PhotoPoliticians have focused lately on the cost of prescription drugs, zeroing in on older drugs whose prices may surge for no apparent reason.

While consumers are rightly concerned about what they pay for medication, a new study suggests we ought to be paying more attention to prescription drugs' side effects.

Anyone who watches television should be familiar with the fact that most drugs can have some side effects. That's because when these drugs are advertised – and they seem to be advertised constantly on TV – the marketing announcement must include details of potential side effects.

The requirement makes for an almost bizarre juxtaposition of words and images. While the commercial might show a puppy chasing a butterfly through a field of clover, the voice over might inform viewers the drug may cause your hair to fall out and your eyes to bleed.

Promoting awareness

Of course, not everyone who takes the drug will suffer all, or even one of the side effects. The Food and Drug Administration (FDA) wouldn't approve it if they did. But the study notes that consumers need to be aware of what might happen, and consider that before taking the drug.

For its study, sifted through a popular online database of pharmaceutical information and identified the most commonly self-reported side effects and the medications that are likely to cause them. It focused on the following drugs:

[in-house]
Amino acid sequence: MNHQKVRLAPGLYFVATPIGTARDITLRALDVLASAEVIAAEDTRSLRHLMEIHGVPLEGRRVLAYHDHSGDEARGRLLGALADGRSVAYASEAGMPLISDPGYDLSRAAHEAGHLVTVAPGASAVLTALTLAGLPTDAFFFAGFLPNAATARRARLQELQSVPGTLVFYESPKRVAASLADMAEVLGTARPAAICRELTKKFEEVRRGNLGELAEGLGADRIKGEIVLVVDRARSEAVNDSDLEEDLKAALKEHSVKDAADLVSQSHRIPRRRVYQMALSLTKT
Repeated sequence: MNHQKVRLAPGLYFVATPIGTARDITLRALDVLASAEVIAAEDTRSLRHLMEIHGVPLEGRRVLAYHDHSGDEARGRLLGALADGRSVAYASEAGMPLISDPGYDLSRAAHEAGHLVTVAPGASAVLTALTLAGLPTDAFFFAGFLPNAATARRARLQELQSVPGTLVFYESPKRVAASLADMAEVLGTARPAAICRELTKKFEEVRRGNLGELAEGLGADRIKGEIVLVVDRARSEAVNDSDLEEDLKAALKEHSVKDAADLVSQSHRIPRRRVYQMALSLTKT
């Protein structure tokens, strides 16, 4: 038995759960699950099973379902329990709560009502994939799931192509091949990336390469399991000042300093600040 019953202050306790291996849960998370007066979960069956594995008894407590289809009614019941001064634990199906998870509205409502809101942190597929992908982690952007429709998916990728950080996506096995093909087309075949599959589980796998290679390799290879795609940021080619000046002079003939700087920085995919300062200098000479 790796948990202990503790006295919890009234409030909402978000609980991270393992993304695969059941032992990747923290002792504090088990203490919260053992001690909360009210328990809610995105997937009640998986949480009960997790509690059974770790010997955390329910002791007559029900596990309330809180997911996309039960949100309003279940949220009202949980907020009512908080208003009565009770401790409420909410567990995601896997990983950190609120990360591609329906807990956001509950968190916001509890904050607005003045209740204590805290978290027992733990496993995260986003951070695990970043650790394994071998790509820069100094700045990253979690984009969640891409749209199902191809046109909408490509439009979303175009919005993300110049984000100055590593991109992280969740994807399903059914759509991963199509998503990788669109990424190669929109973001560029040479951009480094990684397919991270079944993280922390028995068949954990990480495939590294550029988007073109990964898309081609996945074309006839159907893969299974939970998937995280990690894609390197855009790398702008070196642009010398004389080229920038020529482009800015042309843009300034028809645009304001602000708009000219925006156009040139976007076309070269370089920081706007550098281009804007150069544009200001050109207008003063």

• Ambien
  • clonazepam
  • Concerta
  • hydrocodone
  • OxyContin
  • Percocet
  • Suboxone
  • Vicodin
  • Xanax
  • Zoloft

It found the most commonly reported side effects include lethargy, mood swings, and sexual dysfunction.

“This proves that side effects not only impact the body, but the mind as well,” the authors write. “Furthermore, these risks are not limited to drug abuse and can occur even when the medicine is taken as directed.”

Alarming rate

The study also finds that prescriptions for painkillers, tranquilizers, and stimulants are written at an “alarming rate” in the U.S., with over 4 billion prescription drugs filled in retail pharmacies in 2014.

“More people are taking these drugs than ever before, which increases both the chances of side effects and the threat of abuse,” the authors write.

Before taking a prescription medication, the study suggests consumers discuss them in depth with a health care provider, to understand the potential side effects, as well as the intended benefits.

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